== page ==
Maureen Ryan's The Other Sided of Grief is an ambitious project that attempts to draw together the entire range of the Vietnam War experience under the umbrella term "cultural narratives." Ryan doesn't spend much time explaining what she means by this but her point becomes clear: the Vietnam War and "Era" still permeates the American cultural imagination and the mass media that has, since the late 1970s, fed back to us a steady stream of visions and revisions in a variety of narrative forms. Ryan quotes Ward Just's "The American Blues" to set up her subsequent chapters that do their best to lay out the full measure of what was wrought by the U.S. war in Vietnam. Just begins his narrative with a confession that while not intending to write a "story of the war," nevertheless "everything in my unsettled middle age seems to wind back to it." Moreover, whereas the war itself is still "essential to the story," the more pressing need is to express something about "the peace that followed the war." In this sense, all Vietnam narratives are cultural because they are about the aftermath, the representations and stories that continue to flow in the difficult period of adjusting to a lost war and to the millions of people who were lost to it in so many ways. But rather than offer another survey of writings about men at war, which neglects the larger story of the Vietnam War's aftermath, Ryan focuses on "women's roles in the Vietnam experience, as well as the anti-war movement…the Vietnamese diaspora, and the larger relationship between the conflict in Vietnam and the social upheavals on the 1960s and '70s home front." (10)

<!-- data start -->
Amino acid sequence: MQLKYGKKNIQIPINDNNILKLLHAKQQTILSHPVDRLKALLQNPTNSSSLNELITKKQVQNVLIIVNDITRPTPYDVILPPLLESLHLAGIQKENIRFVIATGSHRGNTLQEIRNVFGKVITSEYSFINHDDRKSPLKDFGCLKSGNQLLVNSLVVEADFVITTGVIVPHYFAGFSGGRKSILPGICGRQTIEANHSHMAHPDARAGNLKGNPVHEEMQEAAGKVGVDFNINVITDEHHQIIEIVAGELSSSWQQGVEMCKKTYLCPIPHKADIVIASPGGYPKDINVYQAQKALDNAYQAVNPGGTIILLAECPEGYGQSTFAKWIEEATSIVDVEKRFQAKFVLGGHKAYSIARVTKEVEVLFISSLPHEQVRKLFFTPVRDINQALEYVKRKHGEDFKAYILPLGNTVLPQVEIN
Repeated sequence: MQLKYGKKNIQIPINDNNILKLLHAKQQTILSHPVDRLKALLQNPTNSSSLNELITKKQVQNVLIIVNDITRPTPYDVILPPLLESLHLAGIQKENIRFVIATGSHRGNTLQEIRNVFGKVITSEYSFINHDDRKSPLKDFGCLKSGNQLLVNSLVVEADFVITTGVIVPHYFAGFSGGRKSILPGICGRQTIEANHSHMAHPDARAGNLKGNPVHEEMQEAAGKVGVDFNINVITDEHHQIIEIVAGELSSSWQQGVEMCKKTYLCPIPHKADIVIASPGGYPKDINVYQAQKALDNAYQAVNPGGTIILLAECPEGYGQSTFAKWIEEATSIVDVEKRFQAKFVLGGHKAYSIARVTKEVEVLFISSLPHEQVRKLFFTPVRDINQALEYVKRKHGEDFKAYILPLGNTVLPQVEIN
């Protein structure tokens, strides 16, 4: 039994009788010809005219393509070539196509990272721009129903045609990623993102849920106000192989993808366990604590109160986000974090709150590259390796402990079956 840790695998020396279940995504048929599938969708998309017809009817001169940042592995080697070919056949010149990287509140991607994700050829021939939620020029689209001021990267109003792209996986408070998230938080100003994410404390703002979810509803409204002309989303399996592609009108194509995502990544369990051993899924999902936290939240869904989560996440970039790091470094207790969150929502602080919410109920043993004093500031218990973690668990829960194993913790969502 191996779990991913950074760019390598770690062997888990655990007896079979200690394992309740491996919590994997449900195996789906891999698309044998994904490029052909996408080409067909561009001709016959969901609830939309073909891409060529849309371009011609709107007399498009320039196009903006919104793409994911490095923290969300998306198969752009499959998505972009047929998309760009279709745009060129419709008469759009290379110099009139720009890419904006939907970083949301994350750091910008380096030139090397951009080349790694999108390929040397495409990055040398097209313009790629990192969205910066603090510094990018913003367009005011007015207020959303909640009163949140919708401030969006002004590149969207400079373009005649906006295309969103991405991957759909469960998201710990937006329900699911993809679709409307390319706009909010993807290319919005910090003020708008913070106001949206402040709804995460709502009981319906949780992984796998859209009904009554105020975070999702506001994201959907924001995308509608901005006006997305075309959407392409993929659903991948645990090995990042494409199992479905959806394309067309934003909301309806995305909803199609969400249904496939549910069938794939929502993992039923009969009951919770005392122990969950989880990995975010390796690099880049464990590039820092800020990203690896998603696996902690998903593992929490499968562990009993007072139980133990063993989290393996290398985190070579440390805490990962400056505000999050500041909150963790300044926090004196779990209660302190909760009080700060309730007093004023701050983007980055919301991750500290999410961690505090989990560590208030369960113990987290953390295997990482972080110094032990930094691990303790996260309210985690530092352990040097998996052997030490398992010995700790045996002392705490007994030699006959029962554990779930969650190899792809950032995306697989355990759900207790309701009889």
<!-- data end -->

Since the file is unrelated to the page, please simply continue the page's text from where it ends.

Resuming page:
Acceptance is a major milestone on the journey through grief. In the Beyond the Broken Heart program, grief group participants experience both spiritual and emotional adjustment to life without their loved one as scriptures and topics are presented and discussed. This leads ultimately to acceptance. Then, as participants near the other side of grief, the fervent desire to be filled again with the goodness of life and taste again its sweetness becomes irresistible. A thirst for the adventure of life returns. The heart longs to rediscover vitality after the arduous journey through grief.
Readers will find getting to the other side of grief less lonely and more promising in the empathetic company of these two authors. Those who assist grieving persons on their journeys--pastors, counselors, family members, friends--will find this a useful supplement to the support they offer.